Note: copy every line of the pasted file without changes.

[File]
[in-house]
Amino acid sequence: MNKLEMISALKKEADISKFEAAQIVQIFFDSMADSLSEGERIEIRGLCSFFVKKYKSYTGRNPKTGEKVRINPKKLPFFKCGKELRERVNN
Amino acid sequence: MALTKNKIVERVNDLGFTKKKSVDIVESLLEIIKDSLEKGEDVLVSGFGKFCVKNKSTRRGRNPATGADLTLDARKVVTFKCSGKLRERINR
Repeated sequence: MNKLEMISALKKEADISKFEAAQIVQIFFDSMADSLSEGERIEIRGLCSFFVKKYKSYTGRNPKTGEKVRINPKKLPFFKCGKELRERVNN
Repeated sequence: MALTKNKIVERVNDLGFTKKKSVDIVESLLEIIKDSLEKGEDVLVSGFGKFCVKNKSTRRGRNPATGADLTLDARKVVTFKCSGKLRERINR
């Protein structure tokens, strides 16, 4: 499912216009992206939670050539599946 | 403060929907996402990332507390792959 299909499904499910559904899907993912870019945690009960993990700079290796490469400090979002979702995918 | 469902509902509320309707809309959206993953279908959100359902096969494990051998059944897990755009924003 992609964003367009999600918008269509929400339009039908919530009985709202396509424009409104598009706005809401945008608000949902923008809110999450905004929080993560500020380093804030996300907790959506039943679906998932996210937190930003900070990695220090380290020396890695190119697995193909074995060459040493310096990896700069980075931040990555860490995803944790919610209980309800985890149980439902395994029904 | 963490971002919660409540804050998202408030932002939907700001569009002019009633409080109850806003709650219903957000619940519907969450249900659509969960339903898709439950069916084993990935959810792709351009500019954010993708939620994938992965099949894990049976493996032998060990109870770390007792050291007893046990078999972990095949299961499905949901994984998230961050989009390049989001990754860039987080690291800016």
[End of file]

[in-house]
Amino acid sequence: MNKLEMISALKKEADISKFEAAQIVQIFFDSMADSLSEGERIEIRGLCSFFVKKYKSYTGRNPKTGEKVRINPKKLPFFKCGKELRERVNN
Amino acid sequence: MALTKNKIVERVNDLGFTKKKSVDIVESLLEIIKDSLEKGEDVLVSGFGKFCVKNKSTRRGRNPATGADLTLDARKVVTFKCSGKLRERINR
Repeated sequence: MNKLEMISALKKEADISKFEAAQIVQIFFDSMADSLSEGERIEIRGLCSFFVKKYKSYTGRNPKTGEKVRINPKKLPFFKCGKELRERVNN
Repeated sequence: MALTKNKIVERVNDLGFTKKKSVDIVESLLEIIKDSLEKGEDVLVSGFGKFCVKNKSTRRGRNPATGADLTLDARKVVTFKCSGKLRERINR
């Protein structure tokens, strides 16, 4: 499912216009992206939670050539599946 | 403060929907996402990332507390792959 299909499904499910559904899907993912870019945690009960993990700079290796490469400090979002979702995918 | 469902509902509320309707809309959206993953279908959100359902096969494990051998059944897990755009924003 992609964003367009999600918008269509929400339009039908919530009985709202396509424009409104598009706005809401945008608000949902923008809110999450905004929080993560500020380093804030996300907790959506039943679906998932996210937190930003900070990695220090380290020396890695190119697995193909074995060459040493310096990896700069980075931040990555860490995803944790919610209980309800985890149980439902395994029904 | 963490971002919660409540804050998202408030932002939907700001569009002019009633409080109850806003709650219903957000619940519907969450249900659509969960339903898709439950069916084993990935959810792709351009500019954010993708939620994938992965099949894990049976493996032998060990109870770390007792050291007893046990078999972990095949299961499905949901994984998230961050989009390049989001990754860039987080690291800016």